Questions Missed By Qualification Frameworks

Qualification is an important phase of opportunity management because pursuing business you cannot win wastes precious resources and damages morale and credibility. We all suffer from a shortage of time to sell rather than a shortage of prospects in the marketplace to sell to. The best sales people seek customers with whom they can align for the creation of value. They take the time to understand how the customer defines value and risk.

There are three types of questions that need to be asked of the buyer: discovery, qualification, and ‘leads to value’. For opportunity development conversations with a prospect there is nothing better than Neil Rackham’s SPIN questioning framework. The book, SPIN Selling is a timeless ‘must read’ for every sales person but when it comes to pure qualification, there are many frameworks including:

  • ANUM: Authority, Need, Urgency, Money
  • BANT: Budget, Authority, Need, Time-frame
  • BMANTR: Budget, Method, Authority, Need, Timing, Risks, Roadblocks
  • FAINT: Funding, Authority, Interest, Need, Timeframe
  • MANDACCT: Money, Authority, Need, Decision criteria, delivery Ability, Competition, Coach, Timescale
  • MEDDIC: Metrics for ROI, Economic Buyer, Decision process, Decision criteria, Identify pain, Champion coach, Compelling event
  • NUTCASE: Need, Unique, Timing, Cash, Authority, Solution, Enemies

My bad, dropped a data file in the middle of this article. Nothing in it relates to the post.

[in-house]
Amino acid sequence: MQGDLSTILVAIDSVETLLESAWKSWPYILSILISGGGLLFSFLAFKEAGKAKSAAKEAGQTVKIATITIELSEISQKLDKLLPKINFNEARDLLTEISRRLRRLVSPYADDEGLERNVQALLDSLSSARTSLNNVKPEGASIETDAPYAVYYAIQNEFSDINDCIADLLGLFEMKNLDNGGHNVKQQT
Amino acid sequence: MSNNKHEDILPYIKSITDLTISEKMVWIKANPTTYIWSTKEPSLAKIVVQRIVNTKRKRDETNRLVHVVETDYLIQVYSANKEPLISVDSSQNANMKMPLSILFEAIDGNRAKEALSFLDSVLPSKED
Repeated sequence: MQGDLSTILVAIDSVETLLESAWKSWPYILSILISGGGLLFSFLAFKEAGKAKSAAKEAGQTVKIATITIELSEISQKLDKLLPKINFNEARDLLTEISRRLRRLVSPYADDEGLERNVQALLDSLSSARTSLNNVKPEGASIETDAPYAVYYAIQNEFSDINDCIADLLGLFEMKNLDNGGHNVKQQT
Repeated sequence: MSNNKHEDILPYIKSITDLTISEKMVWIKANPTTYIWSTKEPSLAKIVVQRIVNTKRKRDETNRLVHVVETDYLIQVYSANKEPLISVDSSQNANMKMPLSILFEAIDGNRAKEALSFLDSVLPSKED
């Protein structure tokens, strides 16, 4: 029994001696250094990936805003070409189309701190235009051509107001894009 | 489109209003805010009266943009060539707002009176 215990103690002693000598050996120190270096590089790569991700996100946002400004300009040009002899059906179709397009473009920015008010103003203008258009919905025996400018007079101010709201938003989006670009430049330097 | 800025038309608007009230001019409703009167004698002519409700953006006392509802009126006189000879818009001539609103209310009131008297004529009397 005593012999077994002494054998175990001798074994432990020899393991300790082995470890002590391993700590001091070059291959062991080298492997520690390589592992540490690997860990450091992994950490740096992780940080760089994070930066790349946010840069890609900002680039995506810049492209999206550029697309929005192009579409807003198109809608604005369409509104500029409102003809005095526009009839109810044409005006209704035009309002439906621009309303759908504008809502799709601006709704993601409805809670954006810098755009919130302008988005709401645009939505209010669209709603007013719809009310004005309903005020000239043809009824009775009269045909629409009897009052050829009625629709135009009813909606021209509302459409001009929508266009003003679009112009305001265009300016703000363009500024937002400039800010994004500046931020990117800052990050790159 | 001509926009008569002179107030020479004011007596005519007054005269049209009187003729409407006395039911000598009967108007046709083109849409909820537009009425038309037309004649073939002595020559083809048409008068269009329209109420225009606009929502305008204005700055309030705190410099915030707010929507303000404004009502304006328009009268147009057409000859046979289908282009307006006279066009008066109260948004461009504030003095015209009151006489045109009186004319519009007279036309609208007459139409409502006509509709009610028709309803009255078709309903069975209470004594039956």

• RSVP: Right Relationships, Winning strategy, Unique compelling value, strong Process Alignment
  • SCOTSMAN: Situation, Competition, Basis of Decision, Timescale, Solution, Money, Authority, Need

But none of these address the most important two qualification questions of all; and these two questions must come before everything else. They are questions for the sales person:

1. Why will they buy anything at all (is ‘do nothing’ the biggest competitor)?

2. Why will they buy from us (can we positively differentiate in the mind of the buyer)?

No matter which qualification acronym you use or opportunity management tool (Miller Heiman Blue Sheets, TAS 20 questions, Battleplan, eFox, etc.), always ask these first two questions first. If you’re a sales manager, make it clear to your sales people that they don’t get any resource for deal pursuit until they can convincingly answer these two questions.

Unless we address the ‘Do Nothing’ competitor and the critical issue of effective competitive differentiation, everything else is a potential waste of time and resources.

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Main Image Photo by Flickr: Marco Bellucci